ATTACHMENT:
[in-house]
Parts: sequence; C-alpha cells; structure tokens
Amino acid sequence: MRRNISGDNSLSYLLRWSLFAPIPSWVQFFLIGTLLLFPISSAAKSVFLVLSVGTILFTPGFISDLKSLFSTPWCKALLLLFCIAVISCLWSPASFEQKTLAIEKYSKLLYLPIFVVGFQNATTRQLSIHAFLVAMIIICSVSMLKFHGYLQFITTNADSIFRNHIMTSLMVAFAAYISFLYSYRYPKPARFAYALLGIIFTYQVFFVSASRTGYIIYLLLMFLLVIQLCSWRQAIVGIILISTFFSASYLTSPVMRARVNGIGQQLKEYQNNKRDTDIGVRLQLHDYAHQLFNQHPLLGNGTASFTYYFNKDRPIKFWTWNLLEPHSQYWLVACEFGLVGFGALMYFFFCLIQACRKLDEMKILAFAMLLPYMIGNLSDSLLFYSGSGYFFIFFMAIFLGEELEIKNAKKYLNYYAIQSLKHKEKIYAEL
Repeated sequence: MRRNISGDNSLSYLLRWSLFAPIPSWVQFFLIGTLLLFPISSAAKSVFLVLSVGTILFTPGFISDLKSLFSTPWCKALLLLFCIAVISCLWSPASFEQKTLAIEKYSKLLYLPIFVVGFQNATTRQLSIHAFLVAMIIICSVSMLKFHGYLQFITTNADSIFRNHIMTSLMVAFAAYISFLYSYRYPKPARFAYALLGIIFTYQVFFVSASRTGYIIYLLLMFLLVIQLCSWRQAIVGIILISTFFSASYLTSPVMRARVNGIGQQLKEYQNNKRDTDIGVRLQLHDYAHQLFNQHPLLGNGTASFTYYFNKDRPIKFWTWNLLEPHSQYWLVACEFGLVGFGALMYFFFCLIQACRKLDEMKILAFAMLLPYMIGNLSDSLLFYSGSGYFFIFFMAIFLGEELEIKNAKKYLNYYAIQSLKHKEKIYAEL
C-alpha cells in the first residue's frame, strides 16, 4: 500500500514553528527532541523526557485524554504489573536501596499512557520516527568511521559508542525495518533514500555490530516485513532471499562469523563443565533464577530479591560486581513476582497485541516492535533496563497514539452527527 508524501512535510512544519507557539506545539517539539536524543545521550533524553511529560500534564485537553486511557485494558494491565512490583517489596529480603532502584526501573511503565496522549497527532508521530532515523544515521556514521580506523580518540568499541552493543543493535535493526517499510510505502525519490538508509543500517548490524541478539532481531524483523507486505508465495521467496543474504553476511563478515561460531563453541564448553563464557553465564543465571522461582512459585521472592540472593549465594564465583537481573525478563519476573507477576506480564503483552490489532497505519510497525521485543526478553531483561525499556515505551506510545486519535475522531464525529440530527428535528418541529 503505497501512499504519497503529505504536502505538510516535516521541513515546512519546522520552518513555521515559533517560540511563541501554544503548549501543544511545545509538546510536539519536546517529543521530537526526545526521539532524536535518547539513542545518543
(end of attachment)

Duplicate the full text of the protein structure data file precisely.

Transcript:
[in-house]
Parts: sequence; C-alpha cells; structure tokens
Amino acid sequence: MRRNISGDNSLSYLLRWSLFAPIPSWVQFFLIGTLLLFPISSAAKSVFLVLSVGTILFTPGFISDLKSLFSTPWCKALLLLFCIAVISCLWSPASFEQKTLAIEKYSKLLYLPIFVVGFQNATTRQLSIHAFLVAMIIICSVSMLKFHGYLQFITTNADSIFRNHIMTSLMVAFAAYISFLYSYRYPKPARFAYALLGIIFTYQVFFVSASRTGYIIYLLLMFLLVIQLCSWRQAIVGIILISTFFSASYLTSPVMRARVNGIGQQLKEYQNNKRDTDIGVRLQLHDYAHQLFNQHPLLGNGTASFTYYFNKDRPIKFWTWNLLEPHSQYWLVACEFGLVGFGALMYFFFCLIQACRKLDEMKILAFAMLLPYMIGNLSDSLLFYSGSGYFFIFFMAIFLGEELEIKNAKKYLNYYAIQSLKHKEKIYAEL
Repeated sequence: MRRNISGDNSLSYLLRWSLFAPIPSWVQFFLIGTLLLFPISSAAKSVFLVLSVGTILFTPGFISDLKSLFSTPWCKALLLLFCIAVISCLWSPASFEQKTLAIEKYSKLLYLPIFVVGFQNATTRQLSIHAFLVAMIIICSVSMLKFHGYLQFITTNADSIFRNHIMTSLMVAFAAYISFLYSYRYPKPARFAYALLGIIFTYQVFFVSASRTGYIIYLLLMFLLVIQLCSWRQAIVGIILISTFFSASYLTSPVMRARVNGIGQQLKEYQNNKRDTDIGVRLQLHDYAHQLFNQHPLLGNGTASFTYYFNKDRPIKFWTWNLLEPHSQYWLVACEFGLVGFGALMYFFFCLIQACRKLDEMKILAFAMLLPYMIGNLSDSLLFYSGSGYFFIFFMAIFLGEELEIKNAKKYLNYYAIQSLKHKEKIYAEL
C-alpha cells in the first residue's frame, strides 16, 4: 500500500514553528527532541523526557485524554504489573536501596499512557520516527568511521559508542525495518533514500555490530516485513532471499562469523563443565533464577530479591560486581513476582497485541516492535533496563497514539452527527 508524501512535510512544519507557539506545539517539539536524543545521550533524553511529560500534564485537553486511557485494558494491565512490583517489596529480603532502584526501573511503565496522549497527532508521530532515523544515521556514521580506523580518540568499541552493543543493535535493526517499510510505502525519490538508509543500517548490524541478539532481531524483523507486505508465495521467496543474504553476511563478515561460531563453541564448553563464557553465564543465571522461582512459585521472592540472593549465594564465583537481573525478563519476573507477576506480564503483552490489532497505519510497525521485543526478553531483561525499556515505551506510545486519535475522531464525529440530527428535528418541529 503505497501512499504519497503529505504536502505538510516535516521541513515546512519546522520552518513555521515559533517560540511563541501554544503548549501543544511545545509538546510536539519536546517529543521530537526526545526521539532524536535518547539513542545518543